Updated: Dec 29, 2022
by John W. Moore
When I first gazed upon what was discovered at Tel el-Qadi in the spring of 1998 my fellow students and I were in awe of what seemed to be testimony to the historicity and reliability of the biblical text. Located at the base of Mount Hermon in the northern territory of Israel, this historic place is home to some of the most significant archaeological discoveries of the 20th century. Beside the discovery of the well-known Tel-Dan stela of the 9th century B.C which mentions some of the Kings of Israel and the “house of David”, there sits at the northern top of the tel  the remains of a large altar, sacred service buildings, and a carefully designed raised platform that has all the marks of a temple like facility.
Eerily similar to what existed in Jerusalem during the period of Solomon’s reign and beyond, the size of the altar, which ultimately developed at the site, was enormous. Its size was deduced from a huge well-preserved piece of stone in the shape of a horn that had obviously come from the corner of the now destroyed altar. This sacred precinct, along with the many other cultic items used in worship found at other places on the the tel  testify to various religious practices embraced by those who inhabited the lush environment located so near to the headwaters of the Jordan river. But, what were these cultic items doing there, and what could one determine by the discovery of the temenos (or sacred precinct) located near the crest of this ancient city? In 1 Kings 12:25-33 the Bible offers an answer.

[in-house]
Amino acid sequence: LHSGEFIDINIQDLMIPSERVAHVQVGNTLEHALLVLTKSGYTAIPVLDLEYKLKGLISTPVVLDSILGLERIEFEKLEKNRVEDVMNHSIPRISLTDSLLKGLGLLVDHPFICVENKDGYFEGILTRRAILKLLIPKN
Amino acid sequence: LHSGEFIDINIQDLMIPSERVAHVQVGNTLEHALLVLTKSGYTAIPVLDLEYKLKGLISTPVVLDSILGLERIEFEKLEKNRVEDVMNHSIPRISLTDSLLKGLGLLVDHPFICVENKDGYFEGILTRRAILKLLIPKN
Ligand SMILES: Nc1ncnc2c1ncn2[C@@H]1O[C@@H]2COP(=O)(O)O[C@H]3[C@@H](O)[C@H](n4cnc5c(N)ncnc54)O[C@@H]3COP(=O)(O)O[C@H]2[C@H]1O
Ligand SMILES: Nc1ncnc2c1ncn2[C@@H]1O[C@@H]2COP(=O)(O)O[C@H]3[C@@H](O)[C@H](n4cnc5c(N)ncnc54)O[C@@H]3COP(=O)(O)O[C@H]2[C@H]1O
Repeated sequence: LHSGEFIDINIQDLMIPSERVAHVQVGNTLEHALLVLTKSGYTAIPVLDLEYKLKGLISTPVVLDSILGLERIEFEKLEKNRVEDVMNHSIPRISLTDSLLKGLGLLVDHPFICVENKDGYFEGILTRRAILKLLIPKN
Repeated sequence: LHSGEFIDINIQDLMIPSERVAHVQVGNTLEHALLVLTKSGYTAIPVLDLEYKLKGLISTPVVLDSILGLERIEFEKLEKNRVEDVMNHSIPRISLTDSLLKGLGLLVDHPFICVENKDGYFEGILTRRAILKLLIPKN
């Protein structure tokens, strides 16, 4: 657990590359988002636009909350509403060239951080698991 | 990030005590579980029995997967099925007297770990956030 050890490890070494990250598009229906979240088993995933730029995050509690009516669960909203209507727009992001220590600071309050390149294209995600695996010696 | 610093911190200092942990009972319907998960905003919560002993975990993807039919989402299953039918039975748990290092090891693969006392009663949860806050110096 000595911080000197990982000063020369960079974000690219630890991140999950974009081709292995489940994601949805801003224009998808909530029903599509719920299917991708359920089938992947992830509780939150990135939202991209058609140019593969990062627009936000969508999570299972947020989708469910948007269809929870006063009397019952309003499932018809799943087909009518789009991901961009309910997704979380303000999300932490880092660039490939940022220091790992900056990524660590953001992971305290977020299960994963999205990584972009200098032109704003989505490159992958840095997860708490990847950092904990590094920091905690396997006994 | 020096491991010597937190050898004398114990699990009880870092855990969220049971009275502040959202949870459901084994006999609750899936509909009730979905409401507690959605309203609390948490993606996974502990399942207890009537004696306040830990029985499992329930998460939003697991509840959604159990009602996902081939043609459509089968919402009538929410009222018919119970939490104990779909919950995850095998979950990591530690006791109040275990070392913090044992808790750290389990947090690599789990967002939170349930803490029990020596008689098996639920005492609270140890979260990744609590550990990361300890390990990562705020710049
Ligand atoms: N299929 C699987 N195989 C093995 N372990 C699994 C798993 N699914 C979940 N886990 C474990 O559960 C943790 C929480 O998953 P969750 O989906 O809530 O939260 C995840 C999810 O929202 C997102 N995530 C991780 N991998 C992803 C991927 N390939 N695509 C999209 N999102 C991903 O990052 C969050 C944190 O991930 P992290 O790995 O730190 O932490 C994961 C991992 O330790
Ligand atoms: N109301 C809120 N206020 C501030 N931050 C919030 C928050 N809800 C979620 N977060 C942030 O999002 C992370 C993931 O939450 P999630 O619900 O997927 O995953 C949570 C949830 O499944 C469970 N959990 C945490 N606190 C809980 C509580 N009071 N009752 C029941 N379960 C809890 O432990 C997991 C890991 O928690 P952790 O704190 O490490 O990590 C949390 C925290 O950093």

In approximately 931 B.C, after a period of economic hardship and dispute, Jeroboam and the northern tribes seceded from Judah and Benjamin and instituted a new religious holiday and priesthood. The Bible says that Jeroboam established temples on high places, made two calves of gold for worship, and built sacrificial altars at Dan in the north and Bethel to the south. The object of this worship and the sins of Jeroboam became the scorn of every faithful prophet and the measuring stick used to label disobedience to God (c.f. 1 Kings 16:2; 2 Kings 3:3; 17:21-22, etc.). However, were the discoveries made at Tel el-Qadi (mentioned above) the actual sacred implements and buildings identified in 1 Kings 12?
To date, nothing has been discovered with an inscription saying, “I Jeroboam erected this altar.” Seldom did biblical characters leave their signature on a city or structure for posterity to know who built or established it. So, as with many material remains of antiquity, we are left with the question of whether or not there is a strong parallel and verisimilitude between the archaeological record and the Bible. In the case of Tel el-Qadi and the account of Jeroboam in 1 Kings 12, I suggest the parallel is extremely strong and that archaeologists have in all probability found remnants of the altar of Jeroboam. Consider the following: